Problem is, what I think this woman has got going on with herself in terms of this priest is subtle in a lot of cases now that she isn't posting and commenting in the Catholic Facebook group anymore - or at least just not anymore for now. And my intuition is telling me that if I or anyone else were to bring this concern up to her directly, she'd range anywhere from just denying it to claiming that she will have to just "forgive" the person bringing the issue up to her as though he or she is actually kind of in the wrong. And then she'd probably just deny or attempt to cover up her little "crush" on the priest by saying we're all in this together and he's just a really dear "brother in Christ" etc.

Yes, well I did mention denial in the last part of my post.  ;)

continuing to be inclusive of others in "supporting" the priest may also just be a way of trying to please and impress him.

Yes, in my (continuing, by the way) parish example, she seems overly eager to impress him by constantly making her piety known publicly, and especially to him and/or those close to him.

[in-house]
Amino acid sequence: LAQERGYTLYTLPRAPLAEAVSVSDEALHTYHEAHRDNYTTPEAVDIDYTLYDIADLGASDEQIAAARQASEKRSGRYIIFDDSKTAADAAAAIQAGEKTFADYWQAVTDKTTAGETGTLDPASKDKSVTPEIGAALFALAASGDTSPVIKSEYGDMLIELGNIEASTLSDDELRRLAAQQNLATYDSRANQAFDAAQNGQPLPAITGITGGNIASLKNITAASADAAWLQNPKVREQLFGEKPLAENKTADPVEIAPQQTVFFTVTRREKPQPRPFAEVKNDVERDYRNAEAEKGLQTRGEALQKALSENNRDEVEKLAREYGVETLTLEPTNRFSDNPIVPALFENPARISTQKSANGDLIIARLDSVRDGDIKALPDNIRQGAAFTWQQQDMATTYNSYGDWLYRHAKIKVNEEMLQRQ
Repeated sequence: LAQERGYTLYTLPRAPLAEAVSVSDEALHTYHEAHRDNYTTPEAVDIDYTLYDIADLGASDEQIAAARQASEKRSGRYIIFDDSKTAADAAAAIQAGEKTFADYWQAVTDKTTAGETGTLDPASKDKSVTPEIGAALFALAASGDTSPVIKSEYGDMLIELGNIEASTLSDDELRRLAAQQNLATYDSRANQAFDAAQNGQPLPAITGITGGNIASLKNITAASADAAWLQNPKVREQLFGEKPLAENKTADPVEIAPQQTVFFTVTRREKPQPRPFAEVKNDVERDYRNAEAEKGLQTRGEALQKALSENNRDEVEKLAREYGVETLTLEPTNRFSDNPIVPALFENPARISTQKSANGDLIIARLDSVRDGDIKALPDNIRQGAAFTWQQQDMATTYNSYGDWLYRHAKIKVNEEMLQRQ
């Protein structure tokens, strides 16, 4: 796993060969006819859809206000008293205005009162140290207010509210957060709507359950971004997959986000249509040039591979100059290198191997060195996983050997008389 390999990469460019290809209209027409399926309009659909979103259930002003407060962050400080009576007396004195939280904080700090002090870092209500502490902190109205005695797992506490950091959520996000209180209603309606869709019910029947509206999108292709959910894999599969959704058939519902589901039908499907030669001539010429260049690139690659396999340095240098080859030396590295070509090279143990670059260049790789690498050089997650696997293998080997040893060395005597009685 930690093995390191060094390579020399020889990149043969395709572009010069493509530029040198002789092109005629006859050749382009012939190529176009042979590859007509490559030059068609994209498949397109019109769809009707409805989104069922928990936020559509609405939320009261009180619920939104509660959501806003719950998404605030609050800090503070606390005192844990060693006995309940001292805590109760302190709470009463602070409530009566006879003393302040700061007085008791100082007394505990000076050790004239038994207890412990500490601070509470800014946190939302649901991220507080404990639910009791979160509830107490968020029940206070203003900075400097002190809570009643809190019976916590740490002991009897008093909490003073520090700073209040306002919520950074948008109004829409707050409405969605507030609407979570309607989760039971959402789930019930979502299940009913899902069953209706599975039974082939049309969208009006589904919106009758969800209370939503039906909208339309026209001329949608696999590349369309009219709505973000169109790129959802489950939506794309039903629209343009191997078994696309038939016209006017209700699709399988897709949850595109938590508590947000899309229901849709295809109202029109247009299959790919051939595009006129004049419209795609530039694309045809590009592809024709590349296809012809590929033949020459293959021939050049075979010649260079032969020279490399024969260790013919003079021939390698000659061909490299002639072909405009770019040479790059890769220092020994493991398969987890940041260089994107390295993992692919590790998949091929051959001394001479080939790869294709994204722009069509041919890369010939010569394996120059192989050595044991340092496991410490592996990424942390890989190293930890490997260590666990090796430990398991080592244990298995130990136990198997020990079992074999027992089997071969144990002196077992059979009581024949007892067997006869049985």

she's probably just the one who empathizes with him the "most" and identifies with HIM more than she does with her fellow parishioners - saying in a way that really believes she's more with HIM than she really is with anyone else in the local parishes

That's why I mentioned in that or the earlier post about our parishioner preferring a private priest to bring her sacraments than to relate to the community.  Fortunately, he seems to have put a stop to that now.  It appears to a couple of us who have watched this syndrome in her for some time, that he is perhaps getting wise to her disordered attachment and assumptions about her "place" in "his" life.  (Hello, he doesn't have a "life" with just her.  His life is the parish because he's in the active ministry, even though he is a traditionalist priest.)

I think the best thing to do for now IS to pray for this woman, because, even without much of a disordered attachment to the current priest, she's in need of prayer over some of what she's been going through in life after divorce anyway. Thanks for the replies.

And thank you. I'll PM you.